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“There’s some good in this world, Mr. Frodo” (May 19, 2024)

Brendan McLean writes on hope, Romans and "Lord of the Rings."

Outlook Standard Lesson for May 19, 2024
Scripture Passage and Lesson Focus: Romans 5:1-11

Last fall, I had a once-in-a-lifetime opportunity to meet one of my heroes, the actor Sean Astin. Astin is known for his roles in various movies and TV shows (“Rudy,” “The Goonies,” and “Stranger Things” to name a few), but I will forever recognize him as Samwise Gamgee from Peter Jackson’s “Lord of the Rings” trilogy. I rehearsed at least several times beforehand what I would say when I finally met the real-life Sam Gamgee because I predicted that I would be holding back tears of joy and be rendered speechless. Fortunately, when I met him, I was able to squeak out how much I loved Astin and how his portrayal of Sam taught me a version of manhood that is brave, vulnerable and hopeful. Even more fortunately, Astin thanked me for my kind words and let me know how much it meant to him to know his work had made that kind of impact to someone.

It’s true. Samwise Gamgee made a huge impact on me as a child watching the “Lord of the Rings” trilogy when they came out in the theaters. Sam is the heart of the story; he is the living embodiment of hope in the face of insurmountable odds. As he accompanies his employer and closest friend on a near-impossible mission, they travel almost exclusively on foot and have to endure many trials, monsters, and enemies along the way. Yet, Sam never loses hope.

In “The Two Towers,” the second film in the trilogy, Sam and Frodo are among the ruins of a city decimated by the forces of evil, trying desperately to survive. As Frodo sits demoralized and losing hope, Sam delivers a poetic speech, wondering how the world could go back to the way it was before all these bad things have happened. He concludes that, in all the stories he’s heard of people overcoming evil, they were holding onto something: “That there’s some good in this world, Mr. Frodo. And it’s worth fighting for.”

Sam speaks beautifully to the power of hope and the endurance hope gives us to keep moving forward, even when it seems impossible to do so. Those who hope have faith that the good will win out in the end. The echo of Sam’s call to hope can be heard in Paul’s writing about being justified by faith in our passage today from Romans. Here, he writes that we have been given grace by Jesus Christ, who also gives us the peace of God (Romans 5:1-2). Our faith and hope in God is not simply a conceptual acknowledgment that God exists, but is also a confident trust in what God has done for us, in the infinite power, knowledge, and love God has, and what God is continuing to do for us. This peace we have through Christ is a peace that reminds us we are God’s children, and God is walking alongside us.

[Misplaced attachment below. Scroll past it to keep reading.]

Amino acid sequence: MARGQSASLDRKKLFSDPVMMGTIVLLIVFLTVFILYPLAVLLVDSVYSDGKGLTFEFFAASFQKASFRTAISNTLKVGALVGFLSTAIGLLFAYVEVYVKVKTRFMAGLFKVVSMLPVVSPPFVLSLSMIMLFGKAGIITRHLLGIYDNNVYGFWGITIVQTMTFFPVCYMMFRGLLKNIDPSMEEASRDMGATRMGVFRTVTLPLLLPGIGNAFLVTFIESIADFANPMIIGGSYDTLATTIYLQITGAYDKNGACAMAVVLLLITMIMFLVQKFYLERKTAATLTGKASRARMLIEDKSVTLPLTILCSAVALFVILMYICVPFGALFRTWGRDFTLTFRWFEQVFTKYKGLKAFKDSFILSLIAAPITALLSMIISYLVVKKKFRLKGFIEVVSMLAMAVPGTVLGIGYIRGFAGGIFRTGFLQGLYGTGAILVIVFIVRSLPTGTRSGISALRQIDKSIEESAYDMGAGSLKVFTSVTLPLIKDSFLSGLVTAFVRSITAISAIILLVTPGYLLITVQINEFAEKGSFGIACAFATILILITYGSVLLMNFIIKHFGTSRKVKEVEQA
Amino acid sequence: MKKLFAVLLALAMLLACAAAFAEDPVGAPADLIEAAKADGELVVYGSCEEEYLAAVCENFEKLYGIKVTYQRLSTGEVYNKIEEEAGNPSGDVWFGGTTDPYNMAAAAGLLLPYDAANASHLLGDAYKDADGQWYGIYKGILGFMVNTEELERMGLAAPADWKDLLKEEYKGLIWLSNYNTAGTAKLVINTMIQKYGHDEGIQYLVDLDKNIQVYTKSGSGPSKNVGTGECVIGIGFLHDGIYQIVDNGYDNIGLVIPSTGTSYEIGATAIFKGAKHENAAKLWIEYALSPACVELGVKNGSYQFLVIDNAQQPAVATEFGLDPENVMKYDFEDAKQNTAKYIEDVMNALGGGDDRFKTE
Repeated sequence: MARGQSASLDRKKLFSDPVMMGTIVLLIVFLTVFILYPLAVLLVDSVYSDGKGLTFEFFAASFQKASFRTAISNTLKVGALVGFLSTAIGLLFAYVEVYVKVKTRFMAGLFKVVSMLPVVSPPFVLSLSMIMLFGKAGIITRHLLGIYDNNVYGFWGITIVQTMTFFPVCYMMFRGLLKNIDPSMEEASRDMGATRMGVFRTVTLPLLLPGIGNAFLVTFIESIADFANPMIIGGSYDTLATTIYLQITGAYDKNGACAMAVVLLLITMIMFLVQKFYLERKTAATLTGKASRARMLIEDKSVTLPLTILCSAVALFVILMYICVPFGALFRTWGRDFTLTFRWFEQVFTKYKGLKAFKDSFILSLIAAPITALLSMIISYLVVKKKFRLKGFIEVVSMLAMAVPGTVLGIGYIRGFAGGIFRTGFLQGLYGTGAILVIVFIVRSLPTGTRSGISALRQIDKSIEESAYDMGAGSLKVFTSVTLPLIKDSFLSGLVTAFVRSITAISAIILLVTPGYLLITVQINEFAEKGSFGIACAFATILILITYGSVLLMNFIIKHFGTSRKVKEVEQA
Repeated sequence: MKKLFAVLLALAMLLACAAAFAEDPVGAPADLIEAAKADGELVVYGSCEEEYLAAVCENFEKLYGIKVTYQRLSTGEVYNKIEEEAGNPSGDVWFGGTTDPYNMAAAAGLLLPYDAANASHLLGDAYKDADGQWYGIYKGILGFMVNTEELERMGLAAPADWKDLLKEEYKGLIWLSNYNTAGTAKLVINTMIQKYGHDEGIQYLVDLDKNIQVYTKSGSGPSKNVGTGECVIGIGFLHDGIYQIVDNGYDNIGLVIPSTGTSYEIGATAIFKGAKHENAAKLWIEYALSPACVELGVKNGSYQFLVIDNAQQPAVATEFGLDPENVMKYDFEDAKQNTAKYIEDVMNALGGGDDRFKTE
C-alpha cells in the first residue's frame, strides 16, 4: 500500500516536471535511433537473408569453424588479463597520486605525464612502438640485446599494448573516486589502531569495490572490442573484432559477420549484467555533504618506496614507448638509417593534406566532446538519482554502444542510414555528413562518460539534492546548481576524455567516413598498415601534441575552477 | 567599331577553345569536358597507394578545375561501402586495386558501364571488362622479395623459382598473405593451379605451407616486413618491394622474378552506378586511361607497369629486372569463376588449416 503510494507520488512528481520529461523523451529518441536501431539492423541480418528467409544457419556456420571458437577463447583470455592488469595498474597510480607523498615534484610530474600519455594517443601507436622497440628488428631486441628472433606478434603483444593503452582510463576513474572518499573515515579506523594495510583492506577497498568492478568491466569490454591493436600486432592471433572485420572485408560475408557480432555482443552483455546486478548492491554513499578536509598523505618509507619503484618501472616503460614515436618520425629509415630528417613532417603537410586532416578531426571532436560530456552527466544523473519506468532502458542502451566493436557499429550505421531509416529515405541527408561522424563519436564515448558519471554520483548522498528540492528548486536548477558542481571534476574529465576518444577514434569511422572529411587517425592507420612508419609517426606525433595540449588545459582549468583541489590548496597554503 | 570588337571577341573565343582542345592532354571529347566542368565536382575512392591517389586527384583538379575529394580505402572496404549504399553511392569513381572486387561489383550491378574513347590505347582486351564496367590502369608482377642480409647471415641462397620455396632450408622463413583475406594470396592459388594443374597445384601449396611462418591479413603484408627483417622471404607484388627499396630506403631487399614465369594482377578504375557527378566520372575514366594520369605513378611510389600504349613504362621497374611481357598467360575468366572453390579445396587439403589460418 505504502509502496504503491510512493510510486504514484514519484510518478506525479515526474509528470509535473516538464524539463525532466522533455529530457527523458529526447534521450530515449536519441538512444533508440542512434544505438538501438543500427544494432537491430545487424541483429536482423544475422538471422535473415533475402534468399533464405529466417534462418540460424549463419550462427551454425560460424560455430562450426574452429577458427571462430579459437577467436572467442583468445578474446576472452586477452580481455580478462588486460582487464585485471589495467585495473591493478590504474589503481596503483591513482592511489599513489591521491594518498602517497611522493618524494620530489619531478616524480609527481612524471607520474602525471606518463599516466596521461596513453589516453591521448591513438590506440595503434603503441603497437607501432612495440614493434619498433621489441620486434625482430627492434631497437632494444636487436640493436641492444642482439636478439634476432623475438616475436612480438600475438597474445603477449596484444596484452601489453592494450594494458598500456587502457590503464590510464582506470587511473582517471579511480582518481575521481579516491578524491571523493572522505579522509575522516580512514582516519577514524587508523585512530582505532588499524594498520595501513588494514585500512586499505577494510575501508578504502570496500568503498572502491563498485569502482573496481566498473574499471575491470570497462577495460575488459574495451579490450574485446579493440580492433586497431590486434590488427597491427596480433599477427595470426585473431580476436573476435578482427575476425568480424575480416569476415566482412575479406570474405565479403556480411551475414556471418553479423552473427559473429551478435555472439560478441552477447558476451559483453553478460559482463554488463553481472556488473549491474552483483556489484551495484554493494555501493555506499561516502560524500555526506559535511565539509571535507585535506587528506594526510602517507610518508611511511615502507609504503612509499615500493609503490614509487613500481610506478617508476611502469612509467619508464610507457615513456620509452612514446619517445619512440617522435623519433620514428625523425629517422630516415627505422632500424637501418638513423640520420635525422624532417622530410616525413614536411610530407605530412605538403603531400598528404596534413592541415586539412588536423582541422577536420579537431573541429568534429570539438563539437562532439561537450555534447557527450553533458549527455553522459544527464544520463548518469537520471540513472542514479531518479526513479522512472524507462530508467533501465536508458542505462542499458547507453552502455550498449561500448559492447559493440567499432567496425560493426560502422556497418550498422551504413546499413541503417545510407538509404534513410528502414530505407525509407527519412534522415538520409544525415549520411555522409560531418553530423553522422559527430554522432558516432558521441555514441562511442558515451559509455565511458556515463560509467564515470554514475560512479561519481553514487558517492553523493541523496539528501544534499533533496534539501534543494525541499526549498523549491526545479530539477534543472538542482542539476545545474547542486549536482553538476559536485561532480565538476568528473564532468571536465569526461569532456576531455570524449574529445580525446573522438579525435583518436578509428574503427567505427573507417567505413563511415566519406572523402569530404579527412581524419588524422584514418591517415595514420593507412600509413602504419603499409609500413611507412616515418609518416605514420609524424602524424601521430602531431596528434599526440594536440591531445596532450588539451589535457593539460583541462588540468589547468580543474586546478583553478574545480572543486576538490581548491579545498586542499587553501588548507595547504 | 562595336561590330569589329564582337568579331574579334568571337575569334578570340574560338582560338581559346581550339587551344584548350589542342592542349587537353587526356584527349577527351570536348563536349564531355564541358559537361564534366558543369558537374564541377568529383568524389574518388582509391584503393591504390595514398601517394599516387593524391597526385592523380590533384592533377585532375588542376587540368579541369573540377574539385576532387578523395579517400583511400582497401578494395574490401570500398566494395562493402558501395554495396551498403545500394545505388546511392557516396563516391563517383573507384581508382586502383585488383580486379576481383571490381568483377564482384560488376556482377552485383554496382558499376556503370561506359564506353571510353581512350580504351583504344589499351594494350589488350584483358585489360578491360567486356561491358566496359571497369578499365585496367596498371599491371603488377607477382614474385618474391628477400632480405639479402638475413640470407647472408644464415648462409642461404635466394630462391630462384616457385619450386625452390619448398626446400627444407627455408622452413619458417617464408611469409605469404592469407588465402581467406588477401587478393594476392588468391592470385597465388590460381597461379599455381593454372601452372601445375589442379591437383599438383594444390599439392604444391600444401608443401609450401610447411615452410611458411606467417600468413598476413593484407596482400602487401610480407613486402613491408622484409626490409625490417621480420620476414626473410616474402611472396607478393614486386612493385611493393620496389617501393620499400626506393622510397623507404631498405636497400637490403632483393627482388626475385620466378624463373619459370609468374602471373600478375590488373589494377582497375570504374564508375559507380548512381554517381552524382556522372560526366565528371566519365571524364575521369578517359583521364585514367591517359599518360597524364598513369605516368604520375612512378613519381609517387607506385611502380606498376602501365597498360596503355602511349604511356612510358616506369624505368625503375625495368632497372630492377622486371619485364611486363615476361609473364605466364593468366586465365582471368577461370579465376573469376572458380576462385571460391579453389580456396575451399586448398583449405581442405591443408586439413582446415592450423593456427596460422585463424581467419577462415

When we believe in God, we are justified; we are made whole. When we believe in God, our Creator works in our hearts to transform us and produce hope within us (Romans 5:4). What’s more, this hope from God that is at work within us is not some ridiculous daydream. It is a promise, a reality. Even if the world is not fully reconciled, the Holy Spirit is still actively moving in the world. We can feel the Spirit’s moving through the love in our hearts, God’s love. Our hope is real.

Samwise Gamgee was a hero for me growing up because he taught me a great deal about what it means to hope for a bright future that has not yet come to pass, even when the world around you makes less and less sense and is full of fear and hate. Like Sam, Paul tells us that this is the faith that gives us an unshakeable foundation rooted in God’s love, building endurance and hope that can overcome any challenge or obstacle, no matter how large. The faith that God is indeed at work in this world.

Questions for discussion

  1. How have you witnessed hope in the world lately?
  2. What gives you hope in your own life?
  3. How do you express gratitude for God’s gifts of faith?

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